As with his longer-day initiative, Mayor Emanuel imposed the wall-to-wall program without consulting the people most affected by it. He certainly didn’t run it by Lincoln Park’s students or teaching staff. Instead, it was one of his classic top-down ultimatums, jazzed up with a press conference where he declared: “We will have more choice, high-quality choices for our families. They will not have to go to the suburbs.”

In the last few months, officials from the Chicago Teachers Union have met with CPS to try to limit the fallout, on the grounds that it’s OK if our PR-hungry mayor wants to give Lincoln Park’s walls a new coat of paint, metaphorically speaking, as long as good teachers didn’t get fired.

The two sides eventually worked out a deal in which teachers with excellent or superior ratings would automatically keep their jobs, while satisfactory-ranked or nontenured teachers—those with less than three years on the job—would have to reapply.

One teacher who had to reapply was Deborah Ditkowsky, a chemistry teacher with more than 20 years in the system. Ditkowsky says that for almost all her career, she’d been rated excellent or superior. But last year, Lincoln Park principal Michael Boraz lowered her to satisfactory, in part, she says, because they had a few disagreements on school policy. “I can be blunt,” she says. “I’m not what you would call a wimp.”

When she heard she’d have to reapply for her job, Ditkowsky says she went to Boraz’s office and asked if she should bother. Boraz convinced her to give it the old college try. So in February, she sat down for an interview with Boraz and Leslie Boozer, a CPS central office official.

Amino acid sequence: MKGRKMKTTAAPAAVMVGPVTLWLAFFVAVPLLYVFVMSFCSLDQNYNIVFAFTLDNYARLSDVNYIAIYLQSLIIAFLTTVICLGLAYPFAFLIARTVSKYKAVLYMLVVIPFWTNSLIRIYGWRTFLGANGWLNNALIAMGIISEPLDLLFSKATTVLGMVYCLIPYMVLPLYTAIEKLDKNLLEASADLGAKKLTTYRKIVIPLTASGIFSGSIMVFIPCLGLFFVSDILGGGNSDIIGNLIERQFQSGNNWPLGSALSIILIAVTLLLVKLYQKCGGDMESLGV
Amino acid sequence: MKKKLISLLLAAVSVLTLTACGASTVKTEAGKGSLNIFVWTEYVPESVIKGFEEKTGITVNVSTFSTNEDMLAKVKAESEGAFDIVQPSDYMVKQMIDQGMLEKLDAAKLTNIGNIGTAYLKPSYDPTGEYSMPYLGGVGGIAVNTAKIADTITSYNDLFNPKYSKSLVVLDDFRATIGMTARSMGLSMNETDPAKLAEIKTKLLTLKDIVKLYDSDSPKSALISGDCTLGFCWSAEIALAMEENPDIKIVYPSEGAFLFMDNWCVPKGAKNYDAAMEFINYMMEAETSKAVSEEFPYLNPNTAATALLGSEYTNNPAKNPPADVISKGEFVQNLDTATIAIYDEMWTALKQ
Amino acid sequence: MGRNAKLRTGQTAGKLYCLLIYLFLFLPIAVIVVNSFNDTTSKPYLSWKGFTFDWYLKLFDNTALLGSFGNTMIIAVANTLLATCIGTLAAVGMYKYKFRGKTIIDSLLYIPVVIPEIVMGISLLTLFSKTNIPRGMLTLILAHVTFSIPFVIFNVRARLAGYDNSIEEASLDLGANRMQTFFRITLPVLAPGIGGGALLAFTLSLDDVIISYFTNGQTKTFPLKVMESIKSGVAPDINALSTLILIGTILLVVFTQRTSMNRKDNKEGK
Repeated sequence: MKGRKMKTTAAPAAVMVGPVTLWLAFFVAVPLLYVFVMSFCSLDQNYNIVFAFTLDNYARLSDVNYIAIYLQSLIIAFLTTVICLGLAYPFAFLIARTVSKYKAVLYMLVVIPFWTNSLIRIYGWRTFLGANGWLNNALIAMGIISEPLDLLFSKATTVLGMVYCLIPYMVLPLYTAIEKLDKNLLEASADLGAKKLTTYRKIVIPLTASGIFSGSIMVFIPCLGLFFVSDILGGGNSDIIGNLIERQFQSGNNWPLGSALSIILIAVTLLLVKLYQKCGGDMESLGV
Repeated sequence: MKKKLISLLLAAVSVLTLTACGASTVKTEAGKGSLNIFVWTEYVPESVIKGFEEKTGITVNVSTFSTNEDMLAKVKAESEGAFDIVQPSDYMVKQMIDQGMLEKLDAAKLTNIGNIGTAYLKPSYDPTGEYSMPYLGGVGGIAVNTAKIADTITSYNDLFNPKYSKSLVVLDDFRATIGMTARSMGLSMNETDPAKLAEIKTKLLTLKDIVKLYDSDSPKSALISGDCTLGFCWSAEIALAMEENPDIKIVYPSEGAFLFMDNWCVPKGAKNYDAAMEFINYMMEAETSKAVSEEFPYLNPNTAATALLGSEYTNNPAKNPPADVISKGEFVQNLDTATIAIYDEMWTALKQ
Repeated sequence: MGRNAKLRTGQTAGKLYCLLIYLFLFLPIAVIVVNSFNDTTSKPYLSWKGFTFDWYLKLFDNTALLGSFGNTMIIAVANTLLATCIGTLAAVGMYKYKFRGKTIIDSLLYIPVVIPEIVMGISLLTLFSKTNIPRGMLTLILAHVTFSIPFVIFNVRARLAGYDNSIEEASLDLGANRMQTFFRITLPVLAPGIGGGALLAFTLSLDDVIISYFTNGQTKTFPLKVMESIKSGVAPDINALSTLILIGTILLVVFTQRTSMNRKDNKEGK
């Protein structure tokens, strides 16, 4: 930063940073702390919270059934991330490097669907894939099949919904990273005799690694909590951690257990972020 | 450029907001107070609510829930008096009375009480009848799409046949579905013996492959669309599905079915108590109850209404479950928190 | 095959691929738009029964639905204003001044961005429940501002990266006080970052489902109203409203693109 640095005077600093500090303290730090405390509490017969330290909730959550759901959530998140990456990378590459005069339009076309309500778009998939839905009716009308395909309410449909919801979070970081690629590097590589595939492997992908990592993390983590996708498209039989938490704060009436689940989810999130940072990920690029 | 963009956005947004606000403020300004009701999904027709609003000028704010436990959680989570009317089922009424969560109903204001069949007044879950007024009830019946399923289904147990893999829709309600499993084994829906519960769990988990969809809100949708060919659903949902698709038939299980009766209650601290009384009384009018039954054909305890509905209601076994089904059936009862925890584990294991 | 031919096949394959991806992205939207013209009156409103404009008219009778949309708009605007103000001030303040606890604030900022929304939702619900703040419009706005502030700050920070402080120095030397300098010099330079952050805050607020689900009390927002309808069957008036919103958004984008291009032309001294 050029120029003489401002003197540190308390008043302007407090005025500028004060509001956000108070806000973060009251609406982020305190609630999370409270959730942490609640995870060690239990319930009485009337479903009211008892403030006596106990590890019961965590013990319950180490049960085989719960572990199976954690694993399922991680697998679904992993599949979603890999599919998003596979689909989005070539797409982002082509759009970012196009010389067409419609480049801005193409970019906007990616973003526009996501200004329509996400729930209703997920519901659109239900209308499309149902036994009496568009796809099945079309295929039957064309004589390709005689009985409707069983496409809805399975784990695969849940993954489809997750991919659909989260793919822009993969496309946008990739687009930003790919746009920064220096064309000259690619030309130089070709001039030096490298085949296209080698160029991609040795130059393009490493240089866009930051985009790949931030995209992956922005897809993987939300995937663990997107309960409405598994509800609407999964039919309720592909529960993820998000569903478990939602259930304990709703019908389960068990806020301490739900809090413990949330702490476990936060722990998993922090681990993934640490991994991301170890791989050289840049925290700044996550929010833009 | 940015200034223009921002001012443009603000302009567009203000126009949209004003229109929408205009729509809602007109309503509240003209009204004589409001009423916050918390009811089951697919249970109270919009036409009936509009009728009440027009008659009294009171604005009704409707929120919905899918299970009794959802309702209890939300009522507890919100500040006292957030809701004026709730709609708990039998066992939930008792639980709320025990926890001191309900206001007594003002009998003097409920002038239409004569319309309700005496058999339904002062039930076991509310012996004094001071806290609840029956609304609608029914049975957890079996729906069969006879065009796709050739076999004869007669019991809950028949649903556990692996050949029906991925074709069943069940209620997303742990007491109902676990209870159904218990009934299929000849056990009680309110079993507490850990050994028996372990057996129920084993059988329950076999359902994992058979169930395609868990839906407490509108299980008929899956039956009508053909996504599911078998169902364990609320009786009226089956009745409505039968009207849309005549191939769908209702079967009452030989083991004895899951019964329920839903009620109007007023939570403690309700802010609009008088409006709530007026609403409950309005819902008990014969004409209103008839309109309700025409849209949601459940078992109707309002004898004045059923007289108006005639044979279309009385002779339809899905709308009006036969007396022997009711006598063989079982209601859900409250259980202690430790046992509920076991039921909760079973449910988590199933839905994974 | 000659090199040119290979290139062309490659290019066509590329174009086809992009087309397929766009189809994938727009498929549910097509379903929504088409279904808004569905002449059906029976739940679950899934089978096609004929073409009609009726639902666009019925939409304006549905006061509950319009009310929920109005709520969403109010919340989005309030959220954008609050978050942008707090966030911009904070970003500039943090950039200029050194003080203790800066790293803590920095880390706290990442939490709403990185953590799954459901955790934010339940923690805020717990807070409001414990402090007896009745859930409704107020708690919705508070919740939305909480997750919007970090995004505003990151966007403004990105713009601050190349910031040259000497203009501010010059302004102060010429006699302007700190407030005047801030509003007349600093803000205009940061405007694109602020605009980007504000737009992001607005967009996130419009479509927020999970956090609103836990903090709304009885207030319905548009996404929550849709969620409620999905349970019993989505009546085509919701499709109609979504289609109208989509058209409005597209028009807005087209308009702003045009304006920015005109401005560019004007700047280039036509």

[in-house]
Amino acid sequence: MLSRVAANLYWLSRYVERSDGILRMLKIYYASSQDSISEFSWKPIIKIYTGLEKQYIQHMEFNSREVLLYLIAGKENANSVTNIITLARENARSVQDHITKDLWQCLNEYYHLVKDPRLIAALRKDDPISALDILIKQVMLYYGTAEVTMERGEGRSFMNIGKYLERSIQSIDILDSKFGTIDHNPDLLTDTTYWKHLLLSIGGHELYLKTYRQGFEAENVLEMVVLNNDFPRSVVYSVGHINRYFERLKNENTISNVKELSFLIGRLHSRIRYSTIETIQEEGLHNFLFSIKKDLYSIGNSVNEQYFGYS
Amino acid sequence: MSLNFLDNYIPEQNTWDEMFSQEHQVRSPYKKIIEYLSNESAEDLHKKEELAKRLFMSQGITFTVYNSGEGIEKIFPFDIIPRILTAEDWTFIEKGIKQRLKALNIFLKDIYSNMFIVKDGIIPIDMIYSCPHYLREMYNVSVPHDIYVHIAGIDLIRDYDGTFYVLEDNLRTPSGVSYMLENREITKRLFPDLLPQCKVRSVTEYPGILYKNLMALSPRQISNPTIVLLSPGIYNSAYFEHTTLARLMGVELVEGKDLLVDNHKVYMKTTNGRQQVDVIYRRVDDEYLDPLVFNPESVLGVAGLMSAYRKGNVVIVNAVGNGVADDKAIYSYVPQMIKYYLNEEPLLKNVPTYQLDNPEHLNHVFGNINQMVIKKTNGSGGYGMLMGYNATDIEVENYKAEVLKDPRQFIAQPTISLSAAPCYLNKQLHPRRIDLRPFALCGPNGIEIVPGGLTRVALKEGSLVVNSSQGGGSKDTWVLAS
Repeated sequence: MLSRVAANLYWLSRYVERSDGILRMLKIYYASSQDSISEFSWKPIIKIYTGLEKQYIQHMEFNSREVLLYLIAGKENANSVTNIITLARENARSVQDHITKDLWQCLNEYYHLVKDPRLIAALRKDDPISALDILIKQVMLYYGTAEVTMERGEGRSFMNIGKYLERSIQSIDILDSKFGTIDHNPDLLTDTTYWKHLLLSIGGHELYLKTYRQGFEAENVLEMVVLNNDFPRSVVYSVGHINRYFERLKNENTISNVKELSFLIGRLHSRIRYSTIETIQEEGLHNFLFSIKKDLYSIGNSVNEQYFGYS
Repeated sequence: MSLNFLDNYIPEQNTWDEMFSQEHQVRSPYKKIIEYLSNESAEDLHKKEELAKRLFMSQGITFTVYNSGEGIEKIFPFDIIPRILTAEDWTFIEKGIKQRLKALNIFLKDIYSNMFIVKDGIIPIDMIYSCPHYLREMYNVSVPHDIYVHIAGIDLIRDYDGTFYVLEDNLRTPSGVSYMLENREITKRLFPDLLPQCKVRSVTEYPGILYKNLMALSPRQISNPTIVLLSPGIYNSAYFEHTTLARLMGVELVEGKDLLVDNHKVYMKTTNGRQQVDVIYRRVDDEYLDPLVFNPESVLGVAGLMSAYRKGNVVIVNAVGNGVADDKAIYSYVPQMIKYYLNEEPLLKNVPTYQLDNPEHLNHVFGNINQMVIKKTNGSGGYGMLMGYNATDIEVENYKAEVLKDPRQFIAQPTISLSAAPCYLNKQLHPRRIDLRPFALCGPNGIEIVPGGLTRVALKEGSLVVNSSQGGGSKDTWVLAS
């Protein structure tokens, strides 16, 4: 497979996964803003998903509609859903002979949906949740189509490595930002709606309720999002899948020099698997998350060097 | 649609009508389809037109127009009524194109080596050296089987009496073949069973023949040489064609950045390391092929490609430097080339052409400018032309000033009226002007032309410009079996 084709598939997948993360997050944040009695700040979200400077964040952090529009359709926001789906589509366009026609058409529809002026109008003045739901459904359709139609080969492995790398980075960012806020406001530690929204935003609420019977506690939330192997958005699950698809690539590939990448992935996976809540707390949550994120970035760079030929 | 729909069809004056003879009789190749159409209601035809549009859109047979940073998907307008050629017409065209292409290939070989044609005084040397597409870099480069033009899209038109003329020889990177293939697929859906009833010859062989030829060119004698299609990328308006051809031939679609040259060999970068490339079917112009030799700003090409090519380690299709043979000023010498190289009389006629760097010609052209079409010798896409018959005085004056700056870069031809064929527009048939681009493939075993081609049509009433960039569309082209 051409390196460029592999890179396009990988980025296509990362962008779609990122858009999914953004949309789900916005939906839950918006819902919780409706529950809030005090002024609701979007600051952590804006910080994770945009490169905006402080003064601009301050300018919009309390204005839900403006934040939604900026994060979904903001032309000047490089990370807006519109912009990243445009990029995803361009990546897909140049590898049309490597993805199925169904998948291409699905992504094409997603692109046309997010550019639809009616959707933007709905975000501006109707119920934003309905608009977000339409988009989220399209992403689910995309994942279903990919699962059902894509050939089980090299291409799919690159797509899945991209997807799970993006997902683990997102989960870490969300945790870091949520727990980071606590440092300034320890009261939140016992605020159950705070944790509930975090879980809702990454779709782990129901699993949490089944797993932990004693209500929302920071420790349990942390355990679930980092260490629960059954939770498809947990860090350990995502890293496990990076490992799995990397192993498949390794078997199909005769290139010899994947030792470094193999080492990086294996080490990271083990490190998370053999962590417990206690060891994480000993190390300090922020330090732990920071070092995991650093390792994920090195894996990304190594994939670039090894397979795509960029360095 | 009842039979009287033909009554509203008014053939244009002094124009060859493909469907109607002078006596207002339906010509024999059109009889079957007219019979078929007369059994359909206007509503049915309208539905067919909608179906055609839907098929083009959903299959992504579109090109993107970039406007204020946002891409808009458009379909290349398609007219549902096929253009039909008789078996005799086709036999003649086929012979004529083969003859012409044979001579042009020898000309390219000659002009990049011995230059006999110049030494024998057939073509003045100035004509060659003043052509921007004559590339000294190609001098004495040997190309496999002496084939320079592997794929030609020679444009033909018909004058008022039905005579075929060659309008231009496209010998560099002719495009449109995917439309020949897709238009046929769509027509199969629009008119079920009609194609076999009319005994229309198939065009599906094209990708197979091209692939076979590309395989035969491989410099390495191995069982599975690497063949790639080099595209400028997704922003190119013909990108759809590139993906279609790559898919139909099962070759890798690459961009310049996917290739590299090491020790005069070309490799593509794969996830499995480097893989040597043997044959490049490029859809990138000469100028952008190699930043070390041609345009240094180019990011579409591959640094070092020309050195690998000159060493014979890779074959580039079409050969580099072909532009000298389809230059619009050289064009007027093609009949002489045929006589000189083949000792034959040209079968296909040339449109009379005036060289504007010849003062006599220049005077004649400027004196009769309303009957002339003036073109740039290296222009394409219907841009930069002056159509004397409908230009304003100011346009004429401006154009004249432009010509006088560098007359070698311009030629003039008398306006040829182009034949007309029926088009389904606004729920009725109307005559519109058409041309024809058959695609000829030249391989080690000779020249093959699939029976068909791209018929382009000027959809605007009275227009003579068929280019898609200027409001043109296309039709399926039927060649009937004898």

“Among the questions the principal asked me is ‘Have you ever been given criticism by a superior?'” says Ditkowsky. “And I said, ‘The only superior who ever criticized me was you.'”

Ouch! But to his credit, Boraz was apparently willing to let bygones be bygones and hire her back. On March 16, he sent Ditkowsky a letter saying, “You are receiving this updated IB Offer Letter because based on the new parameters determined by CPS, you are eligible for an automatic offer of employment at LPHS.”

Nothing like that warm and sensitive CPS touch.

But less than a month later, on April 12, Boraz apparently changed his mind. Or someone changed it for him. Either way, he sent Ditkowsky the rescinding letter.

“Before March 21 you were offered a position as an IB teacher at Lincoln Park. Please be advised that the process by which that offer was made is inconsistent with the Board’s creation of the [IB] program at our school. Accordingly, that offer must be rescinded.”

What the heck?

Boraz didn’t get back to me to offer his side of things. But according to Becky Carroll, the chief CPS spokeswoman, principals at schools undergoing a change in “academic focus” are allowed “to select teachers from among qualified applicants.”

In this case, however, an unnamed staff member somewhere in the system “prematurely informed principals to move forward with making offers to teachers with satisfactory or better performance ratings” even if the principals didn’t want to bring them back, Carroll says.

When CPS officials discovered this error, they moved to give principals control over IB hiring, and out came the rescind letters. Meaning it was Boraz’s decision to get rid of Ditkowsky after all.

“We deeply regret that the go-ahead was given” prematurely, Carroll says. But she notes that of the 128 job offers made at Lincoln Park, “only eight were rescinded.”

If there’s any collateral benefit for CPS, it’s that they’ll be replacing higher-paid veterans like Ditkowsky with younger, cheaper nontenured teachers who themselves can look forward to being dumped in a year or two. So my advice to all young people who want to teach in Chicago remains the same: don’t get old.

Meanwhile, Mayor Emanuel can save money on salaries, just in case he really intends to make good on his promise to outfit all those schools with air conditioners and computers.